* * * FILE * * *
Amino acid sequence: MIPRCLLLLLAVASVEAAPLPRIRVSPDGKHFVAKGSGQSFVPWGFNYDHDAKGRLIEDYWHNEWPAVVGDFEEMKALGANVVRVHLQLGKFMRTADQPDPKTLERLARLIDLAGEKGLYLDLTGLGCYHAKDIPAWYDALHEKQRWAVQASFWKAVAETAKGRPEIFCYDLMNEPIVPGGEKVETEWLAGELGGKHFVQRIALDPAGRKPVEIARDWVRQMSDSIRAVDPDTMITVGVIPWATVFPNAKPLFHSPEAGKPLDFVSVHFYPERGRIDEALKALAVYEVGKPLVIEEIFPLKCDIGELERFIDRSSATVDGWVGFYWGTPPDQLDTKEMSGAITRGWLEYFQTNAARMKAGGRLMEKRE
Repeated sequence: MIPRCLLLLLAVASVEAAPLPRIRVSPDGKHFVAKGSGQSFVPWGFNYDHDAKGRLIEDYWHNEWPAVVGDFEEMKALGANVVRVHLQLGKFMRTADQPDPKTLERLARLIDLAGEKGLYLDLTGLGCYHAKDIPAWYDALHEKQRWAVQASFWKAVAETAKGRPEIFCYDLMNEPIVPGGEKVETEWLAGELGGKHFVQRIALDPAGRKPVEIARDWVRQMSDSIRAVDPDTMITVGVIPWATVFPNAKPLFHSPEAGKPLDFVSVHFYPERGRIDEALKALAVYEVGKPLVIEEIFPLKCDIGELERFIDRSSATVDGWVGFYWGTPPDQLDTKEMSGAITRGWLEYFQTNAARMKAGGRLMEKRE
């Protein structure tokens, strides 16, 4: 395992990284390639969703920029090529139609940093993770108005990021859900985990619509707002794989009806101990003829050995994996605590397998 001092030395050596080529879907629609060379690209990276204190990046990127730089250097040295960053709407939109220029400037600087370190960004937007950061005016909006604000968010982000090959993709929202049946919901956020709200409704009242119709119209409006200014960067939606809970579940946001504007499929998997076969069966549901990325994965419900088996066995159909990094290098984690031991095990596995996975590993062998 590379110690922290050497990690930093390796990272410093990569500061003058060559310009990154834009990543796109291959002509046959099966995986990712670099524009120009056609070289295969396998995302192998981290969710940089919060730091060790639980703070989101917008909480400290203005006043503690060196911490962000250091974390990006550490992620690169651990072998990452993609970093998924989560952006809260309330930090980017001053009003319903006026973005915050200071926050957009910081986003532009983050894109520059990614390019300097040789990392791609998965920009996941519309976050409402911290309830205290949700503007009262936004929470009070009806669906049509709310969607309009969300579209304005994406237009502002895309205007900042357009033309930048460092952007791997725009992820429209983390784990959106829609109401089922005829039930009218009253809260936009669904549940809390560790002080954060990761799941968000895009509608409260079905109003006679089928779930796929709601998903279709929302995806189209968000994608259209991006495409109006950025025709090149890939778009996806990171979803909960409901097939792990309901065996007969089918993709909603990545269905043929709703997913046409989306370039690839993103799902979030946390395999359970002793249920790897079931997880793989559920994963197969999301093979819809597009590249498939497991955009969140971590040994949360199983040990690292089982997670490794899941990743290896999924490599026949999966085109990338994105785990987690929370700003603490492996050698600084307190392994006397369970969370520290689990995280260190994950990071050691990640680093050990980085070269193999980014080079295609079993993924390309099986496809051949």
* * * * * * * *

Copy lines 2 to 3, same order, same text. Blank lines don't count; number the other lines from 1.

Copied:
Repeated sequence: MIPRCLLLLLAVASVEAAPLPRIRVSPDGKHFVAKGSGQSFVPWGFNYDHDAKGRLIEDYWHNEWPAVVGDFEEMKALGANVVRVHLQLGKFMRTADQPDPKTLERLARLIDLAGEKGLYLDLTGLGCYHAKDIPAWYDALHEKQRWAVQASFWKAVAETAKGRPEIFCYDLMNEPIVPGGEKVETEWLAGELGGKHFVQRIALDPAGRKPVEIARDWVRQMSDSIRAVDPDTMITVGVIPWATVFPNAKPLFHSPEAGKPLDFVSVHFYPERGRIDEALKALAVYEVGKPLVIEEIFPLKCDIGELERFIDRSSATVDGWVGFYWGTPPDQLDTKEMSGAITRGWLEYFQTNAARMKAGGRLMEKRE
């Protein structure tokens, strides 16, 4: 395992990284390639969703920029090529139609940093993770108005990021859900985990619509707002794989009806101990003829050995994996605590397998 001092030395050596080529879907629609060379690209990276204190990046990127730089250097040295960053709407939109220029400037600087370190960004937007950061005016909006604000968010982000090959993709929202049946919901956020709200409704009242119709119209409006200014960067939606809970579940946001504007499929998997076969069966549901990325994965419900088996066995159909990094290098984690031991095990596995996975590993062998 590379110690922290050497990690930093390796990272410093990569500061003058060559310009990154834009990543796109291959002509046959099966995986990712670099524009120009056609070289295969396998995302192998981290969710940089919060730091060790639980703070989101917008909480400290203005006043503690060196911490962000250091974390990006550490992620690169651990072998990452993609970093998924989560952006809260309330930090980017001053009003319903006026973005915050200071926050957009910081986003532009983050894109520059990614390019300097040789990392791609998965920009996941519309976050409402911290309830205290949700503007009262936004929470009070009806669906049509709310969607309009969300579209304005994406237009502002895309205007900042357009033309930048460092952007791997725009992820429209983390784990959106829609109401089922005829039930009218009253809260936009669904549940809390560790002080954060990761799941968000895009509608409260079905109003006679089928779930796929709601998903279709929302995806189209968000994608259209991006495409109006950025025709090149890939778009996806990171979803909960409901097939792990309901065996007969089918993709909603990545269905043929709703997913046409989306370039690839993103799902979030946390395999359970002793249920790897079931997880793989559920994963197969999301093979819809597009590249498939497991955009969140971590040994949360199983040990690292089982997670490794899941990743290896999924490599026949999966085109990338994105785990987690929370700003603490492996050698600084307190392994006397369970969370520290689990995280260190994950990071050691990640680093050990980085070269193999980014080079295609079993993924390309099986496809051949």